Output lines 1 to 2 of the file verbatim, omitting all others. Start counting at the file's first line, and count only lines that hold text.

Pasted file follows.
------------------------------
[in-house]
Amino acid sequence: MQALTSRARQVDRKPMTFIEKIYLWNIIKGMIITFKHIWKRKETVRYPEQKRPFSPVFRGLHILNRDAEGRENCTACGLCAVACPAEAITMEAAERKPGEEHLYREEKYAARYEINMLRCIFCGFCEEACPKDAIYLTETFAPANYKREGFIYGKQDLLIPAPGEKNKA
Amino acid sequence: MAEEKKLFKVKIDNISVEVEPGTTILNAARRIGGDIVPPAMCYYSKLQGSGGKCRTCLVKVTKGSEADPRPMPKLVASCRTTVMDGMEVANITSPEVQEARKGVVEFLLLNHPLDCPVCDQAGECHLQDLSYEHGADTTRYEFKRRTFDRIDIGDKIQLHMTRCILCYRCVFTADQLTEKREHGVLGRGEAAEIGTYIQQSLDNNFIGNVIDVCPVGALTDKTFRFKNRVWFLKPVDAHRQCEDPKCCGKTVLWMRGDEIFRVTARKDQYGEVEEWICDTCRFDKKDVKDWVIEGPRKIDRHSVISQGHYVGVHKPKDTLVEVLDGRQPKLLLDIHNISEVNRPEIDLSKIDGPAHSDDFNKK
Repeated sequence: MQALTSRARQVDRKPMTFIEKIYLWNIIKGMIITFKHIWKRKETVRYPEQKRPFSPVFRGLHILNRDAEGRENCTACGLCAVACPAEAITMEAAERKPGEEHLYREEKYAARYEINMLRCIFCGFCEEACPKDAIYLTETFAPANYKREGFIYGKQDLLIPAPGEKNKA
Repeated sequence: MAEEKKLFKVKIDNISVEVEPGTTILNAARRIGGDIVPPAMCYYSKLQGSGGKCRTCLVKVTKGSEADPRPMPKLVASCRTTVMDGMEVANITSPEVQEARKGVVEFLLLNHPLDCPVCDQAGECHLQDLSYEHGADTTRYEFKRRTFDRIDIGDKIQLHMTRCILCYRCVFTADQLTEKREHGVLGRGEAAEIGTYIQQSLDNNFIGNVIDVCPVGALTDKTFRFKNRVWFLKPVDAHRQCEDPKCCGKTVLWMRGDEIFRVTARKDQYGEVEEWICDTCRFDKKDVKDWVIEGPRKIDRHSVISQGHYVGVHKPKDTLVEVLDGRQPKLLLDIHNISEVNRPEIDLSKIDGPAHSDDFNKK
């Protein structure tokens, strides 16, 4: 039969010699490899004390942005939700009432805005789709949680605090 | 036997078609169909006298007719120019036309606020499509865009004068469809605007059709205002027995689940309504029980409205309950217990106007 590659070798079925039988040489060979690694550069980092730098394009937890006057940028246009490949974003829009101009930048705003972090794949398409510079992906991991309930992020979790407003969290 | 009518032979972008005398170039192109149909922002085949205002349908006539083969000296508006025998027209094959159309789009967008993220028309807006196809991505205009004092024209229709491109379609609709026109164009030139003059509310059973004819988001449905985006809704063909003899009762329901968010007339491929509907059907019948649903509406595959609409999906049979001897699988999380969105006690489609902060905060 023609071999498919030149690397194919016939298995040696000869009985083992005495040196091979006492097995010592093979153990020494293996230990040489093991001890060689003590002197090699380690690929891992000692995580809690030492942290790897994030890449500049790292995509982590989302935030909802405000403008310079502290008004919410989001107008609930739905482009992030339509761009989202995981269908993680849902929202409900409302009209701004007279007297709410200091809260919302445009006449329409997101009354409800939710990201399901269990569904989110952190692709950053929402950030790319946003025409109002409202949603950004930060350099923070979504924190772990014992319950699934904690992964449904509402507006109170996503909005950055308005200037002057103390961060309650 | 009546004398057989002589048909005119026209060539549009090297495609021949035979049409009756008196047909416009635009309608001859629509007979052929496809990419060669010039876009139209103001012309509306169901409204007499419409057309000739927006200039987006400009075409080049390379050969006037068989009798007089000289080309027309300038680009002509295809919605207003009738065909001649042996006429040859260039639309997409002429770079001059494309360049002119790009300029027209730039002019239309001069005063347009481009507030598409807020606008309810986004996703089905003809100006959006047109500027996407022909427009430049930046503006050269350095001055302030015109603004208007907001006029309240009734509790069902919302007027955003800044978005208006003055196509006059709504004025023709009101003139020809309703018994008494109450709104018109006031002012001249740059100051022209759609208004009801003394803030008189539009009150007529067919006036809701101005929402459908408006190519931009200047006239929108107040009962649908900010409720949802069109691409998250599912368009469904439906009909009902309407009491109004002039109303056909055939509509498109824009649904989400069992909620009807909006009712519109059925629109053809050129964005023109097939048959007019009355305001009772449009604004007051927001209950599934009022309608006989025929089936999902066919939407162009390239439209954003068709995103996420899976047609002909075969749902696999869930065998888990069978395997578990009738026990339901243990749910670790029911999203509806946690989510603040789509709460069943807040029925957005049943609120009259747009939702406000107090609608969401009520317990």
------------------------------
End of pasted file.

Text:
[in-house]
Amino acid sequence: MQALTSRARQVDRKPMTFIEKIYLWNIIKGMIITFKHIWKRKETVRYPEQKRPFSPVFRGLHILNRDAEGRENCTACGLCAVACPAEAITMEAAERKPGEEHLYREEKYAARYEINMLRCIFCGFCEEACPKDAIYLTETFAPANYKREGFIYGKQDLLIPAPGEKNKA